A giant wall looms over Tokyo, shielding the city from a dangerous otherworld called the 'Hell's Gate'. Within the city, things are no less terrifying because Contractors, psychopathic killers with phenomenal powers, have started to appear. These killers are compelled to pay a price every time they use their powers, often in the form of a meaningless or painful task. As their deadly habits rack up a gruesome death toll, Kirihara Misaki and her team from the Foreign Affairs Public Security struggle to solve the cases and bring the Contractors under control. Their task is further confounded by the interference of a masked individual they title Messier Code BK201, a man with abilities that allow him to fight and defeat the Contractors. Who is this BK201? How can the Contractors be stopped permanently? And what does the appearance of the Hell's Gate mean for the people of Tokyo?
If you liked CB for the action you will definitely love DTB. Both CB and DTB take place in a futuristic setting and the episodes revolve around the main character having to deal with an opponent, and you progressively learn more about a shady past the main characters once lived. If you liked CB you will definitely love DTB as it much better on so many levels it hurts. ;)
Cowboy Bebop and Darker than Black are great sci-fi anime, similar mostly in the structure of the characters and their personalities/roles. They are equally enjoyable to watch based on genre but if you really enjoyed the more humanistic approach to these series, than I'm sure you'll enjoy one as much as the other.
Both series are set focoused arouned around a motley crew of abrasive personalities that, when mixed together fit perfectly and get the job done.
A strong Sci-Fi current runs through both series, abet in diffrent ways.
Both main characters are introverted guns for hire, all to make ends meet until they can avenge their lost their loved ones.
Both anime are great examples of a "Film Noir" narrative style which is quite distinctive. Both are episodic to a point (though darker then black focuses on 2 or 3 ep mini arcs, while Cowboy Bebop is mostly 1 or 2 ep stories), and both are "adult" action anime.
You don't have to be an expert on "Cowboy Bebop" to spot some parallels between it and "Darker Than Black". It's kind of an additional fun, spotting them..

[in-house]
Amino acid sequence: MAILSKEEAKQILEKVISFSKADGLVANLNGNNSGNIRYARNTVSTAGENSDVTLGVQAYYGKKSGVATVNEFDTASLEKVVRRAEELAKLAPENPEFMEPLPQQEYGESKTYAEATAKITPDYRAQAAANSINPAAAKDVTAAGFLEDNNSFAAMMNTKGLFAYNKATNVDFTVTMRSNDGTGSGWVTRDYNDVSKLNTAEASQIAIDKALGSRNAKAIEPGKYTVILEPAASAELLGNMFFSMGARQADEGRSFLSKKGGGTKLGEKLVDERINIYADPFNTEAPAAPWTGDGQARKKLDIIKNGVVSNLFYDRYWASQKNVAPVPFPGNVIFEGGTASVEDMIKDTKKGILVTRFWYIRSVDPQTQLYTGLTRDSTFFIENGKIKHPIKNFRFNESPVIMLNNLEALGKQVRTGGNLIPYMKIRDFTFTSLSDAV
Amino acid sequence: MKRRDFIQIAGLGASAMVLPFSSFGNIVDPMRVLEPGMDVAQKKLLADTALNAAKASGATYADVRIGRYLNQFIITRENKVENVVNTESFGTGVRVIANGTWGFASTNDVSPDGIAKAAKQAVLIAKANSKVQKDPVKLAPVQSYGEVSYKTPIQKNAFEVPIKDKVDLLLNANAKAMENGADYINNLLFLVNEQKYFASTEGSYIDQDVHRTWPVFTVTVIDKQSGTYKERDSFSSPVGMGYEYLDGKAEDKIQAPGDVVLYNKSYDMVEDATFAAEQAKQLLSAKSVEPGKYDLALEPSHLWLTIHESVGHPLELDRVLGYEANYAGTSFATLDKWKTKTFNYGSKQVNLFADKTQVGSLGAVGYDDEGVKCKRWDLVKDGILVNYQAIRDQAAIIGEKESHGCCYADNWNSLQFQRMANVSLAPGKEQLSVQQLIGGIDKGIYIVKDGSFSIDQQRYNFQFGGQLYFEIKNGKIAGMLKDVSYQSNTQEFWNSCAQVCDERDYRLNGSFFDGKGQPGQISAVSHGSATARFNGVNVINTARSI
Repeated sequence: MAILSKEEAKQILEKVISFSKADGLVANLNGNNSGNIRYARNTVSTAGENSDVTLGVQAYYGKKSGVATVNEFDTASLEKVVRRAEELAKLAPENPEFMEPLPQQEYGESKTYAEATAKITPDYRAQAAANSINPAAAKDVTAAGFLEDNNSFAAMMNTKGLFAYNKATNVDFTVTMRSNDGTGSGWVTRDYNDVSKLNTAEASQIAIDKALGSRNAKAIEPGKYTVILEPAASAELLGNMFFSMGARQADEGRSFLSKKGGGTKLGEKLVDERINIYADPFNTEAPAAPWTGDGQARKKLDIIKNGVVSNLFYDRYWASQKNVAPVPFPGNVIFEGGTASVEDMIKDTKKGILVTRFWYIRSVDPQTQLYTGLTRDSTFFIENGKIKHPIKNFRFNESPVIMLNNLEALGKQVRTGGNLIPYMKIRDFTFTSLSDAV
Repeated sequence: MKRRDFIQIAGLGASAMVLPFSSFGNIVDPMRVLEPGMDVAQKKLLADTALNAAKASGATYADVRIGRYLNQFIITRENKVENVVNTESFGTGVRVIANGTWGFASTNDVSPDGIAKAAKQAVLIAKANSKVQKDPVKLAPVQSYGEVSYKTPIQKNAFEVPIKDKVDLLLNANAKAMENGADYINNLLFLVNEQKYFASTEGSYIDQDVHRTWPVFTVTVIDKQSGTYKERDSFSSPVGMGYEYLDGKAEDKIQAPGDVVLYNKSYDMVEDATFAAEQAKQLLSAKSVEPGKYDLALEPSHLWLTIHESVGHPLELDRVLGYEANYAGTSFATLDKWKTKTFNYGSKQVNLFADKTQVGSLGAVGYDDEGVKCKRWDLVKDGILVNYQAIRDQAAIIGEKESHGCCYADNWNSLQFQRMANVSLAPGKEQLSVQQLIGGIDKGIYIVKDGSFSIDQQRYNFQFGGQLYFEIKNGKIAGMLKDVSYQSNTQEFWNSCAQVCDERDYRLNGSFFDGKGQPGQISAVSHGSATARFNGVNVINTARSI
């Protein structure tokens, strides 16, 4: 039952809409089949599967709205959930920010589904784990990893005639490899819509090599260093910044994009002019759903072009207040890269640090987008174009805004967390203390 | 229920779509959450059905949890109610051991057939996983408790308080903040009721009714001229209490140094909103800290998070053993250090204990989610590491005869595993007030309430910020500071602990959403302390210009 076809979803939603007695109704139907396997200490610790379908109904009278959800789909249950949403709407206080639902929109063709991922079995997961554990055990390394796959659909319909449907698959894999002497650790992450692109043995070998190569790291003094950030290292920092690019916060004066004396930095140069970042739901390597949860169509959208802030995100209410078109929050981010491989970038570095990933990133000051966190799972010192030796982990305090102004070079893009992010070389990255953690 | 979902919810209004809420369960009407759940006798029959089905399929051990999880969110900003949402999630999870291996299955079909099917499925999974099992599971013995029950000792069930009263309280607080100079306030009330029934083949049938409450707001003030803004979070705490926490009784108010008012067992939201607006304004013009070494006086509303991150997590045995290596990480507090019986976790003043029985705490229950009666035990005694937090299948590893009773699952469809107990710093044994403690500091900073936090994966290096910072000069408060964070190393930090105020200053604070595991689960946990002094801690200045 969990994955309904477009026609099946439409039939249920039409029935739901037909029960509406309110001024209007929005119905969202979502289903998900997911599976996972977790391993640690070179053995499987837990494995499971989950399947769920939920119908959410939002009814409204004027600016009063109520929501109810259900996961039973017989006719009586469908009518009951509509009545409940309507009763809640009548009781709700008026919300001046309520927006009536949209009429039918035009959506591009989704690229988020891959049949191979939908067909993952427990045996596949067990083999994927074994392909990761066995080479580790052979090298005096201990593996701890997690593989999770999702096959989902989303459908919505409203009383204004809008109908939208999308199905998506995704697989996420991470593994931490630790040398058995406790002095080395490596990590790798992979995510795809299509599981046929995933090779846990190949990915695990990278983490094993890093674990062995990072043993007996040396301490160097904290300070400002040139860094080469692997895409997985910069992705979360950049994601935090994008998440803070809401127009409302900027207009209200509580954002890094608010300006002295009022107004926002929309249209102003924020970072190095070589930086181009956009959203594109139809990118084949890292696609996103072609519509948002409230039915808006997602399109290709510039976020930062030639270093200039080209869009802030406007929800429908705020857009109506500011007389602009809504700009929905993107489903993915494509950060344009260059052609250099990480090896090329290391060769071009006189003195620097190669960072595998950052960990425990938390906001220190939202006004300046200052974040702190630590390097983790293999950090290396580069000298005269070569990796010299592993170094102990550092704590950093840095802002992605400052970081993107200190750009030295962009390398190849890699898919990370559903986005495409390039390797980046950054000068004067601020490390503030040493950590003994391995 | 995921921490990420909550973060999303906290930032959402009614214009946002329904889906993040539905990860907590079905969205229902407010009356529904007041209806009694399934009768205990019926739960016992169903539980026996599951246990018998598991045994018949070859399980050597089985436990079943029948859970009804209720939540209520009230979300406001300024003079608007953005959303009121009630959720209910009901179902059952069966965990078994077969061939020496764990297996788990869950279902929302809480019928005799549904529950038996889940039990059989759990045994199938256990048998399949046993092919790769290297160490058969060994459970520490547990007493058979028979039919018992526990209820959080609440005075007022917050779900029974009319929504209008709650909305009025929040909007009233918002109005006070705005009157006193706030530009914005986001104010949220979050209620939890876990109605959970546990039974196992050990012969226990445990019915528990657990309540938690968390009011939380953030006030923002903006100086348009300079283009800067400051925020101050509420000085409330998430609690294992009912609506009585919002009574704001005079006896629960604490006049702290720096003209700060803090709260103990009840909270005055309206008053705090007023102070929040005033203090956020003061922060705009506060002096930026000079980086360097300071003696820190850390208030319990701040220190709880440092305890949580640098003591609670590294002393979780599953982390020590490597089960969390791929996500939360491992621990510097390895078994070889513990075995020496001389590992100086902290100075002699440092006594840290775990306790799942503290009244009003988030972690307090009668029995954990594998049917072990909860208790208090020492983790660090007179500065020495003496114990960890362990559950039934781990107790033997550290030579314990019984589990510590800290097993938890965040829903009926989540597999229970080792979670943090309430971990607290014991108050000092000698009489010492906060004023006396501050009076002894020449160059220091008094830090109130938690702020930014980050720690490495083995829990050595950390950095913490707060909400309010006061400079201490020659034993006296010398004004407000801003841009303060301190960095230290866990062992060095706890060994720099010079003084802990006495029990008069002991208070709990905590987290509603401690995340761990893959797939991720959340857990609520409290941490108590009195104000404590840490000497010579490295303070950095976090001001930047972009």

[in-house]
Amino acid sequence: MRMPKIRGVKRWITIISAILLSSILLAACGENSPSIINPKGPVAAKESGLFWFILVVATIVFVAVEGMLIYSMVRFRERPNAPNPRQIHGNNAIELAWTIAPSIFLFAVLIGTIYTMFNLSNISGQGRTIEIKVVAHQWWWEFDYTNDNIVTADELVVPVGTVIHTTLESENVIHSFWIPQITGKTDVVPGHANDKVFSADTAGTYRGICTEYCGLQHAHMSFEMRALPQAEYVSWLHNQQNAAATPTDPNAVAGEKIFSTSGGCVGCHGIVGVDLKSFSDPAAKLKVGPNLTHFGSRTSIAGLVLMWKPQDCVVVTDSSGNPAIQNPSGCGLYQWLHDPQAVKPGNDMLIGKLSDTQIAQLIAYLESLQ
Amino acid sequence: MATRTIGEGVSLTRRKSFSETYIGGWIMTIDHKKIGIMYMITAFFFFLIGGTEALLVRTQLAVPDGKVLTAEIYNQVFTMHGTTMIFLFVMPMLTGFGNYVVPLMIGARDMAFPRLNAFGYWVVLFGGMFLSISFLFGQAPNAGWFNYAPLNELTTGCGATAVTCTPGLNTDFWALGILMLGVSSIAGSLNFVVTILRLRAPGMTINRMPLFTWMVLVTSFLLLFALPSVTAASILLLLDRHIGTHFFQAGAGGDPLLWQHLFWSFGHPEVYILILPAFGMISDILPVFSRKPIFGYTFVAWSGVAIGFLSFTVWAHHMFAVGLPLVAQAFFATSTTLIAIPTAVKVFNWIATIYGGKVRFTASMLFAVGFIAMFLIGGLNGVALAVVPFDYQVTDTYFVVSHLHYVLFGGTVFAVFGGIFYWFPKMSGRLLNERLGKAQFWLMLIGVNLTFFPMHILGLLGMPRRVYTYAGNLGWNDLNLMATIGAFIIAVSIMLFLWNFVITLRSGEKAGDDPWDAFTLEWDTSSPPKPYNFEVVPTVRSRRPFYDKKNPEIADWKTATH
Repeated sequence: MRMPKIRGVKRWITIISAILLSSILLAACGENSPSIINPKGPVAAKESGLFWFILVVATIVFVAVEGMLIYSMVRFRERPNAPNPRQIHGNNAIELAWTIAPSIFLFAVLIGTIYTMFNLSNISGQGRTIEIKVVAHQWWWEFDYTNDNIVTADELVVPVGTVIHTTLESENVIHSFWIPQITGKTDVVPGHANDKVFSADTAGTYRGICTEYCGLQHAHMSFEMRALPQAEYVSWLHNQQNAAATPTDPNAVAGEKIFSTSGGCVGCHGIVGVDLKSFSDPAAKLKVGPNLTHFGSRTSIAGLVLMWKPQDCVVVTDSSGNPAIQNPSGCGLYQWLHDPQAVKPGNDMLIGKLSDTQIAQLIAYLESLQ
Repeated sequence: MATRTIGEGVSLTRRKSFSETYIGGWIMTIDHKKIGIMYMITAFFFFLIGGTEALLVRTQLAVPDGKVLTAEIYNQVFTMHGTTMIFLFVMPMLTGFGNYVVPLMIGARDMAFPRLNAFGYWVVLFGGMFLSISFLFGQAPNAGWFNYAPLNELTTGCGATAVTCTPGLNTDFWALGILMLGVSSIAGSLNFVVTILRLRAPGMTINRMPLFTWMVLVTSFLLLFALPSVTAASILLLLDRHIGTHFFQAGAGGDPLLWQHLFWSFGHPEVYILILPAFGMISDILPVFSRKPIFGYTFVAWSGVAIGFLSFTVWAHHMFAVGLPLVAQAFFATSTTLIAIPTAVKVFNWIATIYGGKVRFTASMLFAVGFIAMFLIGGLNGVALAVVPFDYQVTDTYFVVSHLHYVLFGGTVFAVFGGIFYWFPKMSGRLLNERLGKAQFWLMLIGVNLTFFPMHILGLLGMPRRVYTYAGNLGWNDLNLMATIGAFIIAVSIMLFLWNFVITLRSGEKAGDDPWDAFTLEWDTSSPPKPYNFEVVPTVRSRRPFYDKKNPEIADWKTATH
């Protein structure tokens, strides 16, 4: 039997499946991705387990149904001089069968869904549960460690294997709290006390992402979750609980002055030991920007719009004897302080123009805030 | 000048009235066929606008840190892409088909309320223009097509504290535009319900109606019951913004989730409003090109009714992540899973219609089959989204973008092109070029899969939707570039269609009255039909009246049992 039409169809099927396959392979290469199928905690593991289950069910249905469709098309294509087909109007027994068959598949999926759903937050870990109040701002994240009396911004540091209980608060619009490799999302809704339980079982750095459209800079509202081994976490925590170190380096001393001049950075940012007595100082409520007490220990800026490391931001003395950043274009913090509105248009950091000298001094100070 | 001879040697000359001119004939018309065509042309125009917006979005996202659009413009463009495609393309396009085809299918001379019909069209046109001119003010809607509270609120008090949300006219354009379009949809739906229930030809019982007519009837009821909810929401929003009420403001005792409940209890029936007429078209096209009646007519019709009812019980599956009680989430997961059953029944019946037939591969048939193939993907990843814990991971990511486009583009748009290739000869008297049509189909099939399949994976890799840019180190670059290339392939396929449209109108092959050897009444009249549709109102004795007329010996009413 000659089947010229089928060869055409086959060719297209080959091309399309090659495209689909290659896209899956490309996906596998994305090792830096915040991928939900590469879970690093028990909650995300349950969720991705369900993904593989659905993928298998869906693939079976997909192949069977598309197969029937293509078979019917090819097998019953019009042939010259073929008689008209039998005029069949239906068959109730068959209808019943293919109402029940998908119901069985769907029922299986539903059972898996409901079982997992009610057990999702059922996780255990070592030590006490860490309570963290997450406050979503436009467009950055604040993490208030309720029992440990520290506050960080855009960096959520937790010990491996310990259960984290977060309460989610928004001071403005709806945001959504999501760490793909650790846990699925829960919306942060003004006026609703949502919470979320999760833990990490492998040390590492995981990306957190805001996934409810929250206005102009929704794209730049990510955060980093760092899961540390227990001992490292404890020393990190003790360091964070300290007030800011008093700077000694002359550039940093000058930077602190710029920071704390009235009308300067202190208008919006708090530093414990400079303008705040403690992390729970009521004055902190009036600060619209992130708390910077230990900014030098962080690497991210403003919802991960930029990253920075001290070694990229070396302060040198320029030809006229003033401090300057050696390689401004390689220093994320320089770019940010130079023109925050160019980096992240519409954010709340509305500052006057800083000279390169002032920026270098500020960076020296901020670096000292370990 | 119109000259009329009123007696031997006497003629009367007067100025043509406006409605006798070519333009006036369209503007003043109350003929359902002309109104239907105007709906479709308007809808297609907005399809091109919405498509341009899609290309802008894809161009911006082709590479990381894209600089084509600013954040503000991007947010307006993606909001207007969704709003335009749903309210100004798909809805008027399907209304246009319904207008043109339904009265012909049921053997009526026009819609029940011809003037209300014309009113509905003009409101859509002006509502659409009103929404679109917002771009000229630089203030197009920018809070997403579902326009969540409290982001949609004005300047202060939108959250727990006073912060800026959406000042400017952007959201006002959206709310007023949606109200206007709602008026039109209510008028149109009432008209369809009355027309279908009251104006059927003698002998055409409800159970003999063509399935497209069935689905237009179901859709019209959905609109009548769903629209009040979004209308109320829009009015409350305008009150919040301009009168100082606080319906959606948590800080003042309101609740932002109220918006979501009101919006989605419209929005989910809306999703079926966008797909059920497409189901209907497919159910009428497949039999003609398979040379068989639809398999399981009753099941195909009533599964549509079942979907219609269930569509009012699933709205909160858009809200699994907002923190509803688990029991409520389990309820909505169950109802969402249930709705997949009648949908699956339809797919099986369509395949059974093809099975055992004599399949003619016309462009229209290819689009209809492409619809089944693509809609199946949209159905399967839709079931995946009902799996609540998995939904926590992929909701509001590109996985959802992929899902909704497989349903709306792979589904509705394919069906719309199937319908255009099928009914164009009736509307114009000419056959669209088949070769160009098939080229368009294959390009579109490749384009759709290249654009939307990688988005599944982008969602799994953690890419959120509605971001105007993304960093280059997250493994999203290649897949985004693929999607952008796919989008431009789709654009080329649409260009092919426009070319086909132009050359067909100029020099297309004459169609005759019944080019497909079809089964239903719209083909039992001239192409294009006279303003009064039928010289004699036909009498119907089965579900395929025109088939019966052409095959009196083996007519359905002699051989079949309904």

Music by Yoko Kanno creates somewhat similar mood.
This is a rec based more on style than on anything else. There's not much commonality in terms of plot, structure, characters, or setting. However, both shows draw heavily on the conventions of film noir, match an overhanging darker tone with brighter moments and situational comedy, and explore a number of shared themes relating to redemption and forgiveness.
For starters the mood between the two just seems the same. the music, the episodic nature, and the crew work together in teh same ways. If you liked the darkness of CB and its fast paced action scenes, you will like DTB as well.
Both Bebop and Darker than Black are great animes in their own rite. Both have independent groups of fighters or another and both have great dramatic moments with decent action. What they also have in common is that both don't have a whole lot of central story. For the most part there are side stories that make up the series. But with a memorable cast, it sure makes up for it.
Arsene Lupin the Third is the world’s most notorious thief, a master of disguise and an unashamed ladies man! Working alongside his partner-in-crime Jigen, the carefree Lupin, shoots, steals and flirts his way across the world while avoiding his ever-persistent nemesis, Inspector Zenigata. Whether he is trying to win a Grand Prix race, defeat an invincible magician or steal a set of precious playing cards from a millionaire, nothing is impossible for the great Lupin the Third.
The Cowboy Bebop anime was inspired heavily by the much older (though movies and such still being produced) Lupin the 3rd.
Both these animes are very entertainiing, with simalar main characters, Lupin the worlds greatest thief and Spike a Space Cowboy. They're light hearted, though can be quite dramatic at some points. Definilty worth checking out.
I think both series are of a serious nature or subject matter but with an overall lighthearted nature. Both series have a similar character dynamic and an interesting storyline.
Kiba is a wolf, one of the last of his kind, and his dream is to find Paradise in a world torn asunder by war. Cheza, the legendary Flower Girl, can lead him to Paradise, but there are others who desire her, and help from other wolves at his side may not be enough. Driven by his noble spirit, he will not forsake his quest.
What do Wolf's Rain and Cowboy Bebop have in common? Not much, really -- though the two share excellent stories and awesome animation, they are not of the same genre, not by a longshot. Wolf's Rain lacks the lightheartedness that could be found in some episodes of Cowboy Bebop, but packs a punch with its powerful story.
If you liked Cowboy Bebop, you'd also like Wolf's Rain because it was also made by the legendary Studio BONES. It has the same style and originality in the storyline, and you will get sucked into it almost as much as Cowboy Bebop.
Wolf's Rain and Cowboy Bebop both have one very large similarity: a unique post apocalyptic setting, with a cast of very memorable characters. Just do not expect to get a replacement for Ed, she exists nowhere else.
Now I know that this doesnt make all that much sense but the feeling you get when a action filled moment hits or a deep dramatic shock wraps aroung you is next to none in both of these amazing shows. trust me.
This two shows have some kind similiar charm. Both give us vision of posible future for world and humans. They leave spectator with many teasers and melancholy.
Tired of hearing music only in the OP and ED of an anime and searching for something with good music throughout the episodes? Pick either of these and enjoy.